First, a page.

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Proof of what?

Oct 1, 1996 12:00 AM


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The topic of proofing isn't new. Unlike many other issues of the day, proofing challenges didn't grow out of the digital design and prepress revolution. Proofing has been an issue in the graphic arts industry for decades. Nonetheless, the introduction of digital production techniques, along with some new technologies, has brought unique problems and solutions to proofing operations.

In the professional graphic arts, proofing serves two basic functions: it allows service providers to confirm, with a certain degree of satisfaction, that what ultimately will be delivered is what the client expects. It also has been used as a sort of "insurance" plan-in case something goes wrong in the process, the proof can be a basis for further negotiations. But if the proof is approved and no problems are encountered in production, then all parties involved have incurred an expense that has no real value in the long term.

If there was a way to guarantee that a digital file would process as expected, there wouldn't be a need for proofing. Unfortunately, there are many variables in the processes of design, prepress and printing, any of which have the potential to change the outcome of the final product.

The good news is that many of those variables can be identified and controlled. As a matter of fact, mastery of some of those variables is what allowed our industry to move from press proofs to what are now called analog proofs (i.e., Cromalins, Matchprints, etc.) back in the 1970s. Standardization of process inks and, subsequently, the creation of the SWOP (Specifications for Web Offset Publications) committee-along with the publication and implementation of its recommendations-have enabled the industry to use analog proofing methods to successfully simulate the outcome of the print process. The benefits have included significantly reduced costs and cycle time.

That's not to say that a comparison of an analog proof to the final printed piece wouldn't uncover some accuracy problems. But over time, users have learned to "understand," or interpret, what can be expected on press based on the analog proof. In actuality, even with press proofs, there can be differences in the final run due to the presses used, setup, operator skill, etc.

The real issue in acceptance of a proofing technology probably has more to do with the market's willingness to learn how to evaluate a proof (relative to the final printed piece), than it does to technological limitations.

For example, when Cromalin was introduced, the industry reacted with skepticism-at best. The group that most needed convincing proved to be agency and design customers. Du Pont, which developed Cromalin, in response instituted a full-blown marketing campaign aimed at the design and advertising community. Its goals were to educate potential users and assuage any fears the creative community had about using this new technology.

At the same time this was going on, printers were being sold on the reliability of the new technology. Once print buyers started to ask for this new proof, its success was almost guaranteed.

The introduction of digital proofing into the mainstream has a lot of similarities to Cromalin. This time around, however, the move comes when our industry still is trying to define responsibilities for various operations and stages of production-a problem that didn't exist back in the 1970s. Cromalin was targeted at the prepress area, while digital proofing has the potential to be used in many steps of the whole production process, from design to pressroom.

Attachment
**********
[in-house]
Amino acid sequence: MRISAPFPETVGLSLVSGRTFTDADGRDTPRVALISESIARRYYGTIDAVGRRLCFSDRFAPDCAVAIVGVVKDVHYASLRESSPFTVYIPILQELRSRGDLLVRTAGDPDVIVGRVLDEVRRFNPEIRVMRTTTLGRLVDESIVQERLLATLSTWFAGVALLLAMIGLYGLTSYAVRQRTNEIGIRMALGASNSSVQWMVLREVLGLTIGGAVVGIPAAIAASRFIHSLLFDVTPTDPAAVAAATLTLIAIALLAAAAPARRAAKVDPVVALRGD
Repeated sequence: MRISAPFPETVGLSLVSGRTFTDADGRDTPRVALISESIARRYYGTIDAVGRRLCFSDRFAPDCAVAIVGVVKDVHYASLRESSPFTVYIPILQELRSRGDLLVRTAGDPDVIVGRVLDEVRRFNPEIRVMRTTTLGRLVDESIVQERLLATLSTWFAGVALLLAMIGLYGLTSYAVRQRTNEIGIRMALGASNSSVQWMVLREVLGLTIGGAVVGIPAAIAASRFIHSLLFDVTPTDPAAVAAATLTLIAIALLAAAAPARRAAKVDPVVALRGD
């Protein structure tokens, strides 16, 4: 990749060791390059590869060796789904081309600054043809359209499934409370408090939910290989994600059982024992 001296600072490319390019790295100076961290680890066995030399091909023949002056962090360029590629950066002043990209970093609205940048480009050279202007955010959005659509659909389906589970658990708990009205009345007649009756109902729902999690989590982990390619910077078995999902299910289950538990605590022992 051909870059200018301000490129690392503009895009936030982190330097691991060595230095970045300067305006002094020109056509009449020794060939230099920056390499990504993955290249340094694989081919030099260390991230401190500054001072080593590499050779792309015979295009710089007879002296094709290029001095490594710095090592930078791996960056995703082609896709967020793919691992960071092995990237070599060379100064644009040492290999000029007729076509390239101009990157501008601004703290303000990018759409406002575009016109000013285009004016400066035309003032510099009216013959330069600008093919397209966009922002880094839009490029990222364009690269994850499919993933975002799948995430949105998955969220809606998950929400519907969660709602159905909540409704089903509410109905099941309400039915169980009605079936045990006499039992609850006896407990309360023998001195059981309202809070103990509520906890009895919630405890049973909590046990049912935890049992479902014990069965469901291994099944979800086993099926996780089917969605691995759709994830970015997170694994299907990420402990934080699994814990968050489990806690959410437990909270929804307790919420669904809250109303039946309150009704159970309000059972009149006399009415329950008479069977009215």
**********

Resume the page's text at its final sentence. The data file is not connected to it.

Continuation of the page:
There are many different proofing applications and at least as many proofing tools available. For example, editors need to proof what they are writing for content and "fit" on the page. Color generally isn't a factor for this proofing requirement, but the way the font looks and the copy fits is important. While this type of proofing usually is relegated to a black-and-white laser proof, the file also might be reviewed on screen, as a so-called "soft proof." Of course, this assumes the proper machine configurations are maintained. As users get more comfortable with their ability to work with a good representation of final output on computer screens, they tend to skip the "hard copy" proofing step.

Color page proofing adds a number of additional requirements beyond those required by editors. While the accuracy of the copy and "fit" on the page still are important, predictability of the color and how the colors will work together when printed take center stage.

Moving down the production chain, from design into prepress, adds requirements for details such as trapping. Further down the production line, the print shop requires proofing of back-to-front page alignment and bindery considerations, such as folding, creep, etc.

Color digital proofing has been around for a while in many different forms. The black-and-white laser printer has been around since the early 1980s, and color thermal printing dates to the late '80s. These tools were adopted by the design community as viable proofing techniques. Many print creators even started making color decisions, to the chagrin of many printers, based on melted wax on paper. While these tools may have sufficed for some design applications, they couldn't address many of the issues in the prepress and printing stages of the process.

The first viable digital color proof to answer some of the prepress proofing requirements was the Iris ink-jet proofer, which was introduced in the fate '80s. Even though it could be used to judge color press results fairly accurately (with the appropriate calibration), it was introduced to a largely skeptical marketplace. Potential users already were trying to come to grips with the digital revolution, in which equipment costs were rising and margins were shrinking. The ink-jet proofer's introduction also wasn't as well planned as that of Cromalin.

In time, better Iris and other ink-jet proofers came to market. Many dye-sublimation color proofers also were introduced. These product introductions, coupled with some shifts in process responsibility from the prepress operation upstream to the designer, fostered a wider market acceptance of color digital proofing as a viable production tool. Still, a comparison of any of these proofs to the final printed product will show clear differences.